Acknowledgments: The authors would like to thank Robert D. Klassen, who provided guidance on previous drafts. We would also like to thank Mary Prendiville, who assisted with the interviews. The order of authors is alphabetic, as the contribution was equal.
LOOKING FORWARD, PUSHING BACK AND PEERING SIDEWAYS: ANALYZING THE SUSTAINABILITY OF INDUSTRIAL SYMBIOSIS
Article first published online: 11 SEP 2009
© 2009 Institute for Supply Management, Inc.™
Journal of Supply Chain Management
Volume 45, Issue 4, pages 26–37, October 2009
How to Cite
BANSAL, P. and MCKNIGHT, B. (2009), LOOKING FORWARD, PUSHING BACK AND PEERING SIDEWAYS: ANALYZING THE SUSTAINABILITY OF INDUSTRIAL SYMBIOSIS. Journal of Supply Chain Management, 45: 26–37. doi: 10.1111/j.1745-493X.2009.03174.x
- Issue published online: 11 SEP 2009
- Article first published online: 11 SEP 2009
- supply chain management;
- social responsibility;
- environmental issues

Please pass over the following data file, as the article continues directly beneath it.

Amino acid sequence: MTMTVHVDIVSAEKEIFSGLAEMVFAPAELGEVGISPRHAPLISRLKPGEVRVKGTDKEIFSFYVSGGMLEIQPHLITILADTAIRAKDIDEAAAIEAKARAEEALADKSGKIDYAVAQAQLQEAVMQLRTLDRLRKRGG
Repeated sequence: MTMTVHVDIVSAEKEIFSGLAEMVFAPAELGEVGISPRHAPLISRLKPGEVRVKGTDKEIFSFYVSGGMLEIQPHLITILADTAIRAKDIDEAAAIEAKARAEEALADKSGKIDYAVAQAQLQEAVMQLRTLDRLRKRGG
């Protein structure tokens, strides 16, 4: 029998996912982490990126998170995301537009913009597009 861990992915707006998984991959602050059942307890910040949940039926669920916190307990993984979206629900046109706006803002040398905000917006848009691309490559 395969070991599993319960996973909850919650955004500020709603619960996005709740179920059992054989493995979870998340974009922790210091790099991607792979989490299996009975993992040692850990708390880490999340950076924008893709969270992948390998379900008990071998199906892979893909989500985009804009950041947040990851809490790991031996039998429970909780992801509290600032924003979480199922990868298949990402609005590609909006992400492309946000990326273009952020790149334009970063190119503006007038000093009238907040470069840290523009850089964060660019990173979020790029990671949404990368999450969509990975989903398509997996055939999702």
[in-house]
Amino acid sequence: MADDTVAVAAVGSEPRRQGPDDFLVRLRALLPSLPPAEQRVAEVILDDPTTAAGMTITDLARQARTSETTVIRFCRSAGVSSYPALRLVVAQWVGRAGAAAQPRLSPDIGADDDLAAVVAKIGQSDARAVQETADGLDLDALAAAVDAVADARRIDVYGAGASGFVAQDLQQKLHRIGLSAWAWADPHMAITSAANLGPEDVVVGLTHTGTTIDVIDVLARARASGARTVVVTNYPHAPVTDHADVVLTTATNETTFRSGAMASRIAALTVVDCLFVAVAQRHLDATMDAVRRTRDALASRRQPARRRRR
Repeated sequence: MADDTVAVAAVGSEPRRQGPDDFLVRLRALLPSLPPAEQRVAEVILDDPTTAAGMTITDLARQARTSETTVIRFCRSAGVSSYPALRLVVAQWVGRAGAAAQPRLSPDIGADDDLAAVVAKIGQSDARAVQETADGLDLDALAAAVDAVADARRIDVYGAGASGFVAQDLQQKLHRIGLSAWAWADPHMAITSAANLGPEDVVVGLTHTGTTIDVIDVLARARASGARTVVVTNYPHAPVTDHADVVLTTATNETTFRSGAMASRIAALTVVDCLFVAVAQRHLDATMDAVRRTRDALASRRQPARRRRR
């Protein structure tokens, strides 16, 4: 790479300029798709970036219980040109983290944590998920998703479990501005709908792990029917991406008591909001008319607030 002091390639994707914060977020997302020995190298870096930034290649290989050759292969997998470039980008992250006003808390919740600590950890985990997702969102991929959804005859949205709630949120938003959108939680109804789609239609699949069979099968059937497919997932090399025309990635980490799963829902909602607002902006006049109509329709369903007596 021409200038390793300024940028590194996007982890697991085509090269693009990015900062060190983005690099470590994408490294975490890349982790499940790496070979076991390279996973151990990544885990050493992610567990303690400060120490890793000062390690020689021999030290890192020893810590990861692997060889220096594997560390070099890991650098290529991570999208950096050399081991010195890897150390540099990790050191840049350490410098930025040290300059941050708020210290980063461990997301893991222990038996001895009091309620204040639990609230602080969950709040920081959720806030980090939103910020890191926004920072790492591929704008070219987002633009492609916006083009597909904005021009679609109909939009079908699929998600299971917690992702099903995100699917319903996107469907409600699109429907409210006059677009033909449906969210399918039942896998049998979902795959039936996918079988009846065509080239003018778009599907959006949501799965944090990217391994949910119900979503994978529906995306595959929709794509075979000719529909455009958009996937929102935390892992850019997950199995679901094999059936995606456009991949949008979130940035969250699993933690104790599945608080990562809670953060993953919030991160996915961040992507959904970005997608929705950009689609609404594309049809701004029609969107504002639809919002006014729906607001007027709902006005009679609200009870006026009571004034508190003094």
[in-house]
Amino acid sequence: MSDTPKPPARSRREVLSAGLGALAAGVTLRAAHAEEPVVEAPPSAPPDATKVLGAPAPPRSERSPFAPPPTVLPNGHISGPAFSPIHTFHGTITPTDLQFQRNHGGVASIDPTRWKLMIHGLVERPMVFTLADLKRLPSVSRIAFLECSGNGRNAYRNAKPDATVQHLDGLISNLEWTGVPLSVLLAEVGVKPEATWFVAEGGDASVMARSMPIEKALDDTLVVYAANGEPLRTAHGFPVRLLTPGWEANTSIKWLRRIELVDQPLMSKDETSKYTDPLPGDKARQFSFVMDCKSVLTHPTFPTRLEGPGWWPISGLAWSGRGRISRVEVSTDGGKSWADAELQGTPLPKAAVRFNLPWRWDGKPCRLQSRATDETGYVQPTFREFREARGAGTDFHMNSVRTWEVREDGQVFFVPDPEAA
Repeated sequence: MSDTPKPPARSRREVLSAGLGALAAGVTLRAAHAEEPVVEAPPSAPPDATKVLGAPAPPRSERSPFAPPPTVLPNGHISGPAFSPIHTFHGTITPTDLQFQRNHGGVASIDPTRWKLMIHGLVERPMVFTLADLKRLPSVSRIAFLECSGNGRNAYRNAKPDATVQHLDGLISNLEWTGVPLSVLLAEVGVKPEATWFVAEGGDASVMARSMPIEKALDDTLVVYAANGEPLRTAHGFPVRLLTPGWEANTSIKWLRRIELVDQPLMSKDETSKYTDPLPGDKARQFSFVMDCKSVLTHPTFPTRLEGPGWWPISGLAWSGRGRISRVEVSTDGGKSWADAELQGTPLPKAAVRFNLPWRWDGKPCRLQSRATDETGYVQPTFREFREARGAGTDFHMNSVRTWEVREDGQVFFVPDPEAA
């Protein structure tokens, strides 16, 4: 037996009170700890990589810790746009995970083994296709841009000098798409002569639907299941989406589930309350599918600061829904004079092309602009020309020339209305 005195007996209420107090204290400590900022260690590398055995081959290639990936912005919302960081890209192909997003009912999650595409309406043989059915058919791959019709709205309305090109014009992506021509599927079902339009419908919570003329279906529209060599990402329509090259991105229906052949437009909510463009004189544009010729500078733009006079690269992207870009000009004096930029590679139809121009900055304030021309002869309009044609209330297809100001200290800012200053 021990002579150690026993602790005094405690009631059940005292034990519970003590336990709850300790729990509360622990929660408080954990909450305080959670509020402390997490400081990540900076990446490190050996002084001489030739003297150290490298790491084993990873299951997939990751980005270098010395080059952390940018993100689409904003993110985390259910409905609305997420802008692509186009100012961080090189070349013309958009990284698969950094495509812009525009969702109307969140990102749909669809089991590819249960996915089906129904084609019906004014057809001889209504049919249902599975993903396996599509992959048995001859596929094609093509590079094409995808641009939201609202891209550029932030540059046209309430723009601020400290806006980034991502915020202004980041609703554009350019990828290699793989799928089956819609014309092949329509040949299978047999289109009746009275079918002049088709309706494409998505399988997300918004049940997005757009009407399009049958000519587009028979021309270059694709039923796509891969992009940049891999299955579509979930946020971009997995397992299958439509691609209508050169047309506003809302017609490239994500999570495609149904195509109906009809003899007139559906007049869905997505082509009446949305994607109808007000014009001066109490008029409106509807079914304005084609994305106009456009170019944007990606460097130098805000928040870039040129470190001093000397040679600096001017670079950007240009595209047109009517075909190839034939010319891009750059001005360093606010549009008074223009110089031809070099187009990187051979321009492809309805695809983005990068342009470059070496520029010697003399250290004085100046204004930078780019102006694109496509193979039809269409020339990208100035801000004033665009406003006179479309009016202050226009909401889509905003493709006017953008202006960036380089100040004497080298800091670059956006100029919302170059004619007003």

This paper compares and contrasts two different forms of interorganizational relationships that deal with the production and movement of waste: industrial symbiosis and supply chains. Industrial symbiosis reuses, recycles and reprocesses byproducts and intermediates within the system of organizations, whereas conventional supply chains reduce waste within manufacturing processes and reuse end-of-life products. Although both these models address waste, there is surprisingly little consideration of industrial symbiosis within supply chain research. Yet, industrial symbiosis has much to offer the study of sustainable development within supply chains. Industrial symbiosis emphasizes community, cooperation and coordination among firms, which serves to protect the environmental integrity, social equity and economic prosperity of the region — all hallmarks of sustainable development. However, such tight integration among a diverse set of organizations is difficult to jump start and difficult to maintain. In this paper, we also outline the challenges and offer some ideas on how to address these challenges. We ground our insights from interviews with firms in the Sarnia-Lambton region of Ontario, Canada. This region is home to over 130,000 people, and has a strong physical infrastructure and social structures that have facilitated symbiotic relationships among local businesses.